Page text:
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Friday, August 18, 2006

 

The Simple Life In West L.A.

Paris Hilton made an appearance at a Best Buy in West Los Angeles tonight to promote her new CD, so I wandered over with my cameras to document the spectacle.

I expected only to get pictures of people standing in line (the queue started at the front door, went around the corner and ran the length of the building on one side). But, surprise surprise, I just walked into the store along with dozens of others to take pictures of the hotel heiress herself. Nobody asked for credentials. Nothing. The store was still open for business, which was laughable considering the line outside and the people inside armed with pocket digital cameras. They were climbing on CD display cases and jostling for position, albeit more politely than the paparazzi. One Best Buy employee in a yellow shirt eventually played the role of cop as he shooed away those who dared step on the single riser that had been set up for the media.

And then there was Paris, back between home appliances and home theater.

I'm no expert on celebrity book/cd signings. I can only recall ever covering one book signing, and that was for an auto writer named "Landspeed Louise." Still, all the celebrity events I've ever attended were credentialed with lots of ropes and guys with wires coming out their ears. This was nothing like that. This was, to my untrained eye, a free-for-all.

The story in the LA Times, KIIS FM, and a banner on the store got the word out about the event. I was running an errand when I drove past the store at about 5 p.m., two hours before Hilton's scheduled arrival, and already the line was halfway down the side of the building (It was the Best Buy at Pico and Sawtelle). The people at the start of the line were likely there for hours. KIIS FM had a DJ in a tent out front and, for a time, there were two black Suburbans parked in the fire lane outside the front doors. At one point a guy with a lost look on his face drove up, rolled down his car window and asked me "are they open?" Poor guy was probably hoping to shop for a television and he couldn't even find a place to park.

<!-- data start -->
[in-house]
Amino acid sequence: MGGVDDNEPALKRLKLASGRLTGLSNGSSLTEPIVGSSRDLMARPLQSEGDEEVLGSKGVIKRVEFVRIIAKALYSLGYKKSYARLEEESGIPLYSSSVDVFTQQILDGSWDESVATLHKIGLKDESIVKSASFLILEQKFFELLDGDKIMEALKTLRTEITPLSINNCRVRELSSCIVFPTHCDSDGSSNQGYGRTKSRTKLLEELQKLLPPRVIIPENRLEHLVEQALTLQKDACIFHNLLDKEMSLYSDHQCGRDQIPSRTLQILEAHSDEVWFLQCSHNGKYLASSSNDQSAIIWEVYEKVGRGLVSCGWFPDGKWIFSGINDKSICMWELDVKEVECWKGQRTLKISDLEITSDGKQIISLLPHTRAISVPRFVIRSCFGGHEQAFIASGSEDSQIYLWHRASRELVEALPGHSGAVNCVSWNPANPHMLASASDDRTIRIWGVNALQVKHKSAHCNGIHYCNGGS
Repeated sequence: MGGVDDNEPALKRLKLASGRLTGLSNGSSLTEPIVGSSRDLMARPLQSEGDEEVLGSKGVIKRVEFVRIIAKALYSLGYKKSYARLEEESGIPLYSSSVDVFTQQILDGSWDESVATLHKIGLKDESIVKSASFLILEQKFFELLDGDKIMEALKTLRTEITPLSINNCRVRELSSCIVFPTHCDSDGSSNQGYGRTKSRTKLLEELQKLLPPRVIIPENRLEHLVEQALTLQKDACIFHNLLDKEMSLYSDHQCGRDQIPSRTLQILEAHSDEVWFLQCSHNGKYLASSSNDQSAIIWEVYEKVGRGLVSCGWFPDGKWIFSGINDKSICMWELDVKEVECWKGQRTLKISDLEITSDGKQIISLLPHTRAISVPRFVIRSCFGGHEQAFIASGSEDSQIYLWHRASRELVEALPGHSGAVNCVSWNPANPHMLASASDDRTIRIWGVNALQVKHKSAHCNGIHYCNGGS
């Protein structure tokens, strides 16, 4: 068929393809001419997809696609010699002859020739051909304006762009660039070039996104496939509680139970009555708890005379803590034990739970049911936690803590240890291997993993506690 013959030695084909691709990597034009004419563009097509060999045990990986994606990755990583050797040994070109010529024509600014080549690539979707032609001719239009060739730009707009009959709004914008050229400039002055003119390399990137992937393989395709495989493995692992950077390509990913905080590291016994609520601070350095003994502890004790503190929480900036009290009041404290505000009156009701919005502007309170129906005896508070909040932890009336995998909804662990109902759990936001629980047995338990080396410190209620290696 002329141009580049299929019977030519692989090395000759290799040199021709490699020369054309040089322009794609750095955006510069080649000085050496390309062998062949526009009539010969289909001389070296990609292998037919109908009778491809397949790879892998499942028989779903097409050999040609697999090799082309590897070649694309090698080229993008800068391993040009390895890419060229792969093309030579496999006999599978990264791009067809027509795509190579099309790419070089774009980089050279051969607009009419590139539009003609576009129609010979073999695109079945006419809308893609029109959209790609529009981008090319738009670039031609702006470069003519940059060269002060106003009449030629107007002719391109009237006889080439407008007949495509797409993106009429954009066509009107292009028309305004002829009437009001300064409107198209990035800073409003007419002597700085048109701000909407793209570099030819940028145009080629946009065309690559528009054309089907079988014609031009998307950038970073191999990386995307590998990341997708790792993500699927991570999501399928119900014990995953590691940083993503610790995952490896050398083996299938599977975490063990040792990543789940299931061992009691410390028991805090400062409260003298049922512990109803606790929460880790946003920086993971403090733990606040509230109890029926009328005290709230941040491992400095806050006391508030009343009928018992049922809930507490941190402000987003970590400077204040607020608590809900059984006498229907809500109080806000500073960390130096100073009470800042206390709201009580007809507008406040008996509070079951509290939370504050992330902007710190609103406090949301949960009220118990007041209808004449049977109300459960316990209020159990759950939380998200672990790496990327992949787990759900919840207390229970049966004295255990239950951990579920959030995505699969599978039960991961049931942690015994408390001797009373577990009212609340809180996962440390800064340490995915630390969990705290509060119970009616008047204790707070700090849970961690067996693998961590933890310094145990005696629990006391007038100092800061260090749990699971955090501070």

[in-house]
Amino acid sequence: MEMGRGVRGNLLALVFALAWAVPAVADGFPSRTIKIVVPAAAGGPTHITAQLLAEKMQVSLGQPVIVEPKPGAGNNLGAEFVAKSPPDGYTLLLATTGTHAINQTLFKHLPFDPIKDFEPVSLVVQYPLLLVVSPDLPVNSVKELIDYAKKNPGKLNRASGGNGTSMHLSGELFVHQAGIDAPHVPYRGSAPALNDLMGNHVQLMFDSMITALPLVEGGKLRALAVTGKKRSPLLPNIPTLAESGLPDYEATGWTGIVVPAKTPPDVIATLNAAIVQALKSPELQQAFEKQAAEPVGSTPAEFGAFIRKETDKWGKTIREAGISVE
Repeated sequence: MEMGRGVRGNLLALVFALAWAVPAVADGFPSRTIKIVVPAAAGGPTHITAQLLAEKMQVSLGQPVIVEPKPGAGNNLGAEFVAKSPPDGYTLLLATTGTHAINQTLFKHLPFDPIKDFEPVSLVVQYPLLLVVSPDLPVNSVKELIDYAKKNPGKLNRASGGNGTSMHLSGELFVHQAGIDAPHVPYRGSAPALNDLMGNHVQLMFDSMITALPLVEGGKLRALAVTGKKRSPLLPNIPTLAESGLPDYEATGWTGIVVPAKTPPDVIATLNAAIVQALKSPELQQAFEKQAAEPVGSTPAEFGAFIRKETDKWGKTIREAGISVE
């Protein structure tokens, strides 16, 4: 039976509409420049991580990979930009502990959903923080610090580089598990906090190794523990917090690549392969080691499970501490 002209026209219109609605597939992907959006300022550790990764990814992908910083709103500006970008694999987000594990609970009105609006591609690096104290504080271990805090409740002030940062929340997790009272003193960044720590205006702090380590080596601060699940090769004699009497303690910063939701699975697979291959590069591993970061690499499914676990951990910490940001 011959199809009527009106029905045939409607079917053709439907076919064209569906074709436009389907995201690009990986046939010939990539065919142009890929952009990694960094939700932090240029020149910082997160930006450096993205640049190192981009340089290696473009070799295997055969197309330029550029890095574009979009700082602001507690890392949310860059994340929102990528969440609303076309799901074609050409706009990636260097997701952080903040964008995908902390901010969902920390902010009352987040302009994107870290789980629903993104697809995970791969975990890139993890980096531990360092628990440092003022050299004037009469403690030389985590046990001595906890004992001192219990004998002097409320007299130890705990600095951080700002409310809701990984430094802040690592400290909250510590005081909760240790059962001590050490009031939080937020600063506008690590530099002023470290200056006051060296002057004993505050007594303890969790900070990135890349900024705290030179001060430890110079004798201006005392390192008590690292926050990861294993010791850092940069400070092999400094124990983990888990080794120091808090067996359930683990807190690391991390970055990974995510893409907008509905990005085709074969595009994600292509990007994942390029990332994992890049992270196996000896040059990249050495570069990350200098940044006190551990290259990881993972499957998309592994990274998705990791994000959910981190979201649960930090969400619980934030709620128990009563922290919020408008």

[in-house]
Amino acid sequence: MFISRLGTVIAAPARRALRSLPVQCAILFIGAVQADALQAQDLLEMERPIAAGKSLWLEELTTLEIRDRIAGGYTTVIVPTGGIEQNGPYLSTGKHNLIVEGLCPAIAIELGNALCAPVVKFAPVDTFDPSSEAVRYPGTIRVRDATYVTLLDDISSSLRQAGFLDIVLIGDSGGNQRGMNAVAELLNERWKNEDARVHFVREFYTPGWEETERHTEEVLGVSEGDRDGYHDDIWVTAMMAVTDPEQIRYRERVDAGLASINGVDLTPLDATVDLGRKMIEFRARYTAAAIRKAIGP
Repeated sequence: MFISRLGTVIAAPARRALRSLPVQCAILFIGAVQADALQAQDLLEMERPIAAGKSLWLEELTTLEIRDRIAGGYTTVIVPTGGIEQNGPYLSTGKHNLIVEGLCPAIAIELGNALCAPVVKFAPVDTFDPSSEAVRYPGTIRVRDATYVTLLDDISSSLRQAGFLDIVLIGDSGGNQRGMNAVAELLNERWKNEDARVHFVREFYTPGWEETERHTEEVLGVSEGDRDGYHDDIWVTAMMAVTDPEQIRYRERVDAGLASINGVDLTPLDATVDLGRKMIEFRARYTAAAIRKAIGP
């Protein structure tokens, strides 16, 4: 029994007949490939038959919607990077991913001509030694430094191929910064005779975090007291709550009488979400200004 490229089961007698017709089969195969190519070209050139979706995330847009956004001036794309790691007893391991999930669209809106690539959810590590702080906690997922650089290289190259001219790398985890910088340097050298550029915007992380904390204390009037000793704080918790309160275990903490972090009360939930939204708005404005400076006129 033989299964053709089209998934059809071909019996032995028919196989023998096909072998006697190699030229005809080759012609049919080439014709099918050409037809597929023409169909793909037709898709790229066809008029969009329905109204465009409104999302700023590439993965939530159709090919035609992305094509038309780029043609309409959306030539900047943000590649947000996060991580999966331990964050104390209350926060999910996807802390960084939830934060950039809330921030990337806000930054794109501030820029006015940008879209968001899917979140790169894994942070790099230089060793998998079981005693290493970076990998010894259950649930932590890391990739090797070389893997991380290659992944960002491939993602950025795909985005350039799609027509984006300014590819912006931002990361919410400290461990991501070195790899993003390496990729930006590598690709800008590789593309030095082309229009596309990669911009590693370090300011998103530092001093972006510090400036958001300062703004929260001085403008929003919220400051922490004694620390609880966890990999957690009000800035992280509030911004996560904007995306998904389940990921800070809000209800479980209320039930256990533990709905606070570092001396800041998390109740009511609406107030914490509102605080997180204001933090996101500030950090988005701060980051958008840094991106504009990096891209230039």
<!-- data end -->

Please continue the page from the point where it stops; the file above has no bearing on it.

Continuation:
I left an hour after the autograph signing began and the queue outside had barely moved.

I'll forever be intrigued with people who stand in line to meet celebrities. Why do they do it? Is it worth it? Do they forever look back upon it as a happy memory, and if so, why?

Were I to wait half the day to see Hilton I would have but one question upon being introduced: "Why Best Buy?"

I've put together a small photo essay. It starts here


— TJ Sullivan in LA
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